Plant phenology describes the science of annual life cycle phases of plants, and collecting this data can help scientists understand how factors such as climate and elevation in influence those cycles. I’m one of several people who do this work for the Appalachian Mountain Club (AMC), which has determined that plants now bloom as much as two weeks earlier in the valley than they have historically, but only two days earlier on the summit. This change is likely connected to climate change. Our data is also fed to the National Phenology Network, and Colby-Sawyer’s Alpine Communities Field studies class uses it as well.

AMC’s staff ecologist Doug Weirauch has been directing a research program to collect this data for years but has been limited to sites near the AMC’s high mountain huts where resident summer naturalists have collected data. Crucial to this work is that it be done regularly and accurately, which ideally means the same person does it on regular intervals. Anyone who’s hiked on Mount Washington knows the commitment it takes to go more than nine miles once a week all summer. And, the task of stopping at nine sites to identify, count and observe phenological phases on tiny alpine plants is a formidable one. Anyone who knows me, though, knows this work is right up my alley!

Academic Vice President and Associate Professor of Environmental Studies Laura Alexander, Ph.D., collects phenology data from Mount Washington for use by the Appalachian Mountain Club, the National Phenology Network and Colby-Sawyer’s Alpine Communities Field studies class.

The 15 species on my list include those that grow only in lower elevations, those that grow only in the alpine zone and some that grow from the valley to the alpine zone. Establishing my research sites presented two challenges: one was to find sites containing as many of the target species as possible that I could relocate by identifying markers, such as trail junctions or other distinguishing markers; the other was to find the highest elevation sites for valley species and the lowest ones for alpine species. My sites were along the Ammonoosuc Ravine Trail to Lakes of the Clouds Hut, south along the Crawford Path to one site past the junction of the Monroe Loop, and then north along the Crawford Path to the junction of the Gulfside Trail. My two summit sites were off-trail, but I could get to them without damaging the ground cover by walking on rocks.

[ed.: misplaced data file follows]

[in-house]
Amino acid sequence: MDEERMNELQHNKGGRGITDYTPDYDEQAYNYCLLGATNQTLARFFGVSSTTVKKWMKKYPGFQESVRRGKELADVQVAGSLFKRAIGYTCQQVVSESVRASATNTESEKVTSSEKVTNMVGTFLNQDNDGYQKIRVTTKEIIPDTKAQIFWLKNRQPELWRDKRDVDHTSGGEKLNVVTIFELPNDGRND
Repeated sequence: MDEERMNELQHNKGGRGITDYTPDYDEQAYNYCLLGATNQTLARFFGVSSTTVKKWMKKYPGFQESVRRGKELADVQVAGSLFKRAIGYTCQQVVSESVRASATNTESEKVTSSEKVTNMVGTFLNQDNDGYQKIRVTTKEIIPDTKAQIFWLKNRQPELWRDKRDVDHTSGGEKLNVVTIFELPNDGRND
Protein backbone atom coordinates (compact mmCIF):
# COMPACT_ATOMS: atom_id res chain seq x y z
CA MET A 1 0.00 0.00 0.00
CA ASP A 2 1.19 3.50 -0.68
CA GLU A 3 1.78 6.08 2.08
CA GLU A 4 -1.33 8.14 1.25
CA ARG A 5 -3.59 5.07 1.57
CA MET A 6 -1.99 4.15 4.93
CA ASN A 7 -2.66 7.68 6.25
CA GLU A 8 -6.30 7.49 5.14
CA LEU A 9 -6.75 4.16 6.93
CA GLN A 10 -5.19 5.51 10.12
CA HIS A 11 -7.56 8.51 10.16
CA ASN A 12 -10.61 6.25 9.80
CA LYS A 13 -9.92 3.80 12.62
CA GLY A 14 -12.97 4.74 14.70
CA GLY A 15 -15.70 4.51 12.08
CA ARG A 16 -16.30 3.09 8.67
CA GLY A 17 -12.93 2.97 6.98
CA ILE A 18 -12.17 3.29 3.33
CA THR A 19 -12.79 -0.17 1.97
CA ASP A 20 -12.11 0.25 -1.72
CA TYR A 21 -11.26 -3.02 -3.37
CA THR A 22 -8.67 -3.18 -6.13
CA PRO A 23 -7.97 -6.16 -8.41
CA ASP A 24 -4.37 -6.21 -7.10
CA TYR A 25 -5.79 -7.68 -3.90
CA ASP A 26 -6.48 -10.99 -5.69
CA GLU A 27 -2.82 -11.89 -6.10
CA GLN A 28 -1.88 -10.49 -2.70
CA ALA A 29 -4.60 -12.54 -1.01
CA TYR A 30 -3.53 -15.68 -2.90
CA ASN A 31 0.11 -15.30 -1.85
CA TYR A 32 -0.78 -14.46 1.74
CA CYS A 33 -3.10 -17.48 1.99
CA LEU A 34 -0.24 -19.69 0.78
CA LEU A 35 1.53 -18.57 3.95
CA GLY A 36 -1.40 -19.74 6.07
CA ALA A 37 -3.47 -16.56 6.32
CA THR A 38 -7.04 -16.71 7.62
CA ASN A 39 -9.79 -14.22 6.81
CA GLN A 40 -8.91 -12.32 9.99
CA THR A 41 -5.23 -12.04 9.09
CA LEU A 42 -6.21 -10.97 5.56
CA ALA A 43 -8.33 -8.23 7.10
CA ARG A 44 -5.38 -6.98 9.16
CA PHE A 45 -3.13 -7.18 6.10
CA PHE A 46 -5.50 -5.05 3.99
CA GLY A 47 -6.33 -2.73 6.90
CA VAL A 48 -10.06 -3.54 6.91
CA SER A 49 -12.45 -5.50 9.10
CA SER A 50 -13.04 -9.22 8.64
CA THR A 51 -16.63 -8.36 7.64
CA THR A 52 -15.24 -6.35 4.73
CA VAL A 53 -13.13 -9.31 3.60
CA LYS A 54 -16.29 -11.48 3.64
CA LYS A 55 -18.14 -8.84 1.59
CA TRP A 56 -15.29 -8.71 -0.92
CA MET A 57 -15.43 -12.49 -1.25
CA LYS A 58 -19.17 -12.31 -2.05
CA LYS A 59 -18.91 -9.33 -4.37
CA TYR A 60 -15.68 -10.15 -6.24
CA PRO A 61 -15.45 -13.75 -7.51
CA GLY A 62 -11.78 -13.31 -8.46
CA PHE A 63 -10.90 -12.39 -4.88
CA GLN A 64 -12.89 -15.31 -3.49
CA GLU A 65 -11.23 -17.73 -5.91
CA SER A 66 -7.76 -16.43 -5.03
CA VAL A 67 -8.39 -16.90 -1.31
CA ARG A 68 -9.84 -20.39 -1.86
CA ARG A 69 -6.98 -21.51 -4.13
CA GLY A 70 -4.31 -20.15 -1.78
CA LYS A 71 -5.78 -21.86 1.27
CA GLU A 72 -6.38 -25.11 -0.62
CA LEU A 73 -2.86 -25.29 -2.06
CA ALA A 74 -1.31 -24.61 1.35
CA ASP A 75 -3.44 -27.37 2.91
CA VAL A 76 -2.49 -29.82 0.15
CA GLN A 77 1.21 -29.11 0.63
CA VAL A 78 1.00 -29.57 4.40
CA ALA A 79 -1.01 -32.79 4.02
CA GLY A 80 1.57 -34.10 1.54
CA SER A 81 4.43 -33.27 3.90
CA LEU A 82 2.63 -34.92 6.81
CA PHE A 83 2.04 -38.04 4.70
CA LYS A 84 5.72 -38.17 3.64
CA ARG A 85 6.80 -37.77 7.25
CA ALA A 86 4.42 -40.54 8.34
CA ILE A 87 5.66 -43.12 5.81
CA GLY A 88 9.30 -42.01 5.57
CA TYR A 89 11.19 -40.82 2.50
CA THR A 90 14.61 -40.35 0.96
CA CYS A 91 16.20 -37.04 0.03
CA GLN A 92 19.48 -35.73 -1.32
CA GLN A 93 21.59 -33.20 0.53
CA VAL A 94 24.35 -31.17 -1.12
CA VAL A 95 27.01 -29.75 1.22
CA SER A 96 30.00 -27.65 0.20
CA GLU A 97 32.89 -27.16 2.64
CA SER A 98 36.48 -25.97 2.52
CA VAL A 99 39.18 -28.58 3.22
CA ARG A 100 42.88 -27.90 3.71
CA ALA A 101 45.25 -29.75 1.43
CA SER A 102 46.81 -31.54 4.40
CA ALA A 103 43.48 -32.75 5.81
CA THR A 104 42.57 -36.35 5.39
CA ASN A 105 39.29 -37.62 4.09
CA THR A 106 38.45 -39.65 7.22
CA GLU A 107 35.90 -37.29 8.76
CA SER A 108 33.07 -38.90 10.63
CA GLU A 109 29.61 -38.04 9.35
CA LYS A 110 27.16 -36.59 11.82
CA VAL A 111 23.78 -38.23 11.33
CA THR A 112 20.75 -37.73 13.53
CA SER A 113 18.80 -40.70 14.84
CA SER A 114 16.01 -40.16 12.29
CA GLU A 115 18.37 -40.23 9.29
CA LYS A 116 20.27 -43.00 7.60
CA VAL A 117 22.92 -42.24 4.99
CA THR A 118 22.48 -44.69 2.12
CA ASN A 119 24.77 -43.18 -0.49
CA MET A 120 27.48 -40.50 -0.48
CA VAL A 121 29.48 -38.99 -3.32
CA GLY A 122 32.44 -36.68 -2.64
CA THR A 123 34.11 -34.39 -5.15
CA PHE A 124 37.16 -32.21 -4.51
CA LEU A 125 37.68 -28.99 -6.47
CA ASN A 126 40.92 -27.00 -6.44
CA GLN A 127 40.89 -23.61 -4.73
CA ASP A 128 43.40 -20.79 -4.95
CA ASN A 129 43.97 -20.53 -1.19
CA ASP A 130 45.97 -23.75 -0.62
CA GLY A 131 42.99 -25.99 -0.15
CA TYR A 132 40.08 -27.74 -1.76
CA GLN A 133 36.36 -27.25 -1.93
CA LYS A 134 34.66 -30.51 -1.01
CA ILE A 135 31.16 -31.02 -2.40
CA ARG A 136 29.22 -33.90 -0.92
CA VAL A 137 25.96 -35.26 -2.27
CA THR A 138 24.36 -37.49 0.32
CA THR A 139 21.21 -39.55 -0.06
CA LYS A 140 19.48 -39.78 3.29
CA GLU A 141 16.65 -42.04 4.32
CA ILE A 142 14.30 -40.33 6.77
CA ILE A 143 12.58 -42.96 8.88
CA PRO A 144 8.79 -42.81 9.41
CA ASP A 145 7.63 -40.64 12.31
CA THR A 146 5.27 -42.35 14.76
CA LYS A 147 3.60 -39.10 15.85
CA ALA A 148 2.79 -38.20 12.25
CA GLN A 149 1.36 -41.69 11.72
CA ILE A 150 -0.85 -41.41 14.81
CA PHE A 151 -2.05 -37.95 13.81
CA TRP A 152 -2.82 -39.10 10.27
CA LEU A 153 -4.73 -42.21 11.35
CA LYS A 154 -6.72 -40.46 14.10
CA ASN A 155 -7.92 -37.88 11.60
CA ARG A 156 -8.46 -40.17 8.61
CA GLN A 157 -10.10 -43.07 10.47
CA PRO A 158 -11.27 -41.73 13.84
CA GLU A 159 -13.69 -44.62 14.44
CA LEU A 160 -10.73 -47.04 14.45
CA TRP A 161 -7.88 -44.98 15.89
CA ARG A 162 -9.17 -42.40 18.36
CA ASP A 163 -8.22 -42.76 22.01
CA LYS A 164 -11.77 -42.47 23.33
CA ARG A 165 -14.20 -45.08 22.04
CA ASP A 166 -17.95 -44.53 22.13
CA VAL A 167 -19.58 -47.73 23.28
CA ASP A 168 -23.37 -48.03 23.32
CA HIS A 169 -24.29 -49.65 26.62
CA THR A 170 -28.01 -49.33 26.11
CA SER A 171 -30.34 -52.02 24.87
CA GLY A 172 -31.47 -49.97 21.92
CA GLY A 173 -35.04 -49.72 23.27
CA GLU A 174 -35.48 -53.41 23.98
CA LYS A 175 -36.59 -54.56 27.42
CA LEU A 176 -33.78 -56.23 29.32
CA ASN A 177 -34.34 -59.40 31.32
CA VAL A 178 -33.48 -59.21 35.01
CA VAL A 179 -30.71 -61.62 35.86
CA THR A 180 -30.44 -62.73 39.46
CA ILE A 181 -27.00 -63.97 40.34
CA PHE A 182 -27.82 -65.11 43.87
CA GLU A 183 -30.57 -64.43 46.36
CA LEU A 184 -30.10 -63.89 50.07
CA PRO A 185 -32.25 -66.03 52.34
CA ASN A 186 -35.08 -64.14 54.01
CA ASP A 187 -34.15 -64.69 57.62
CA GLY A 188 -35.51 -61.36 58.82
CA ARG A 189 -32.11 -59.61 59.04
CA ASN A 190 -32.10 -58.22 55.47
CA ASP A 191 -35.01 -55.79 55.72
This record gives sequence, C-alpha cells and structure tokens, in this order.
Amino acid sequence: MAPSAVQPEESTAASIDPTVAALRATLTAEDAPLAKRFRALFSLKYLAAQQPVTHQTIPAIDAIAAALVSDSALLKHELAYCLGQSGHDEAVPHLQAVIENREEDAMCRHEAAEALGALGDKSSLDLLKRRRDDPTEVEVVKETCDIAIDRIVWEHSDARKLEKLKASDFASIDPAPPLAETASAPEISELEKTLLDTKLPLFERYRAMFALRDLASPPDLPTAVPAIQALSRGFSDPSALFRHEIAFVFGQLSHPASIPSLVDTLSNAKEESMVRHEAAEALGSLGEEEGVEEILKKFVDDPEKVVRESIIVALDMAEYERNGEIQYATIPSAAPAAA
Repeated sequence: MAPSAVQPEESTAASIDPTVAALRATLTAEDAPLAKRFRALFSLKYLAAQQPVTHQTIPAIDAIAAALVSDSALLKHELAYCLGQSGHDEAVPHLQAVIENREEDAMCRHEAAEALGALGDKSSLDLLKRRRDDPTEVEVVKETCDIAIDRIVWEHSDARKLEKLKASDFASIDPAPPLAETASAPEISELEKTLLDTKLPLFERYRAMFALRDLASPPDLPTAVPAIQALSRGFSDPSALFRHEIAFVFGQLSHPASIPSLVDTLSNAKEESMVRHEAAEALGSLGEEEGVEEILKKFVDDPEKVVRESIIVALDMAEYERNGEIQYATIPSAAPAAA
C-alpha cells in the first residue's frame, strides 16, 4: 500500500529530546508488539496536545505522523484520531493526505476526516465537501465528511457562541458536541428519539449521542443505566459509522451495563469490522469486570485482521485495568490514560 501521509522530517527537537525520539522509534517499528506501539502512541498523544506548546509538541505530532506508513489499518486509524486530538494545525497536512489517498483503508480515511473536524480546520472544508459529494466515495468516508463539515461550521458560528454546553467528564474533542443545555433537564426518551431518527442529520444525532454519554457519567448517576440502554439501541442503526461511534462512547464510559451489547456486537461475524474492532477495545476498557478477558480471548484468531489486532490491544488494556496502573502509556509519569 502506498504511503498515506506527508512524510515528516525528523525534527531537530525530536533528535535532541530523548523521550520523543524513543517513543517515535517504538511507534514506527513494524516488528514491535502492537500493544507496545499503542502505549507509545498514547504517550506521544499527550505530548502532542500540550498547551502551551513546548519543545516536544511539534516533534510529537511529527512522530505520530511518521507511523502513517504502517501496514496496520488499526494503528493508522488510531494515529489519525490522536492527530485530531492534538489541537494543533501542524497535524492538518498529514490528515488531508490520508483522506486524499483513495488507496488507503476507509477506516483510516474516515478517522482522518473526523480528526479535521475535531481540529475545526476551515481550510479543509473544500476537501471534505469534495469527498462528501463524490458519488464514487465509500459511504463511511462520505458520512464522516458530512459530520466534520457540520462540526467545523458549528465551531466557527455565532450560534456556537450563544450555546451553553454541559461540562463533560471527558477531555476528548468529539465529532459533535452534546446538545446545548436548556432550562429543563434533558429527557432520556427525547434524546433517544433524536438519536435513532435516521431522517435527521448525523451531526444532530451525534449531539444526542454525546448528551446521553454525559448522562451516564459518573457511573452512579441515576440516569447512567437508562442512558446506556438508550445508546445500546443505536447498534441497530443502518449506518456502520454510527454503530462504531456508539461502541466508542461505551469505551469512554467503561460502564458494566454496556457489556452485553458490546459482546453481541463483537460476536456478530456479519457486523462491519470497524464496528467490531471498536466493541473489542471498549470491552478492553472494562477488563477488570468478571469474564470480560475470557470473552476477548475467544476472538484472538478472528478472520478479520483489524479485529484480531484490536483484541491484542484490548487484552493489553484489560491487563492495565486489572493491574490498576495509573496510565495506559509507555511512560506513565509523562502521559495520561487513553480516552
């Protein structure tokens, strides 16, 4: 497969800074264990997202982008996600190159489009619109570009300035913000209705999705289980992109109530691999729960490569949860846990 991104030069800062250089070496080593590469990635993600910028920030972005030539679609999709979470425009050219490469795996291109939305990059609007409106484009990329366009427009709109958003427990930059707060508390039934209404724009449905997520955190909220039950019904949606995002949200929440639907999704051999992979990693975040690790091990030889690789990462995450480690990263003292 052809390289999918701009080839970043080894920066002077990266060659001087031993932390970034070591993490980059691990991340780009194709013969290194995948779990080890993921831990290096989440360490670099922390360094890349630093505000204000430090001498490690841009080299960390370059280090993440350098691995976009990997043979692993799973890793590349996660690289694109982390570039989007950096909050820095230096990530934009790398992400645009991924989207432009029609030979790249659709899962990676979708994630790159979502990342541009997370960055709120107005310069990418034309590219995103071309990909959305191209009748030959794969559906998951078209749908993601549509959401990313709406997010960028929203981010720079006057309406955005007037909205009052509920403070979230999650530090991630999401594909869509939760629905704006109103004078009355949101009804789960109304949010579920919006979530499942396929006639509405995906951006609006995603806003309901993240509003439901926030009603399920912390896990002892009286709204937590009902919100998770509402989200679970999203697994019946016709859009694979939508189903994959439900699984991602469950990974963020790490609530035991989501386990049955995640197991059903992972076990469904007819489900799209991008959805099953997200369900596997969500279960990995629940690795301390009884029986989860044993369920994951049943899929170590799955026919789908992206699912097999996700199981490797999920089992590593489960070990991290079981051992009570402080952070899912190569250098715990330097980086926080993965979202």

Alpine flora is adapted to live in a harsh environment subjected to cold temperatures, high winds and extended periods of cloud cover. They are perennial and of short stature. Altitude limits the growing season; consequently, flora quickly move through phenological phases in order to reproduce. This research has been eye opening — while I have always made an effort to witness the alpine zone’s early bloom, visiting the same sites weekly has showed me the speed at which these plants progress from emerging leaves to full foliage to colored and, finally, dropped leaves. At the same time, flowers bud and open, fruits ripen and go to seed.

I suspect my observations will lead to more questions as I continue to observe these plants. In the meantime, I’m lucky enough to merge my research, teaching and recreational interests in a place I’m happy to visit regularly.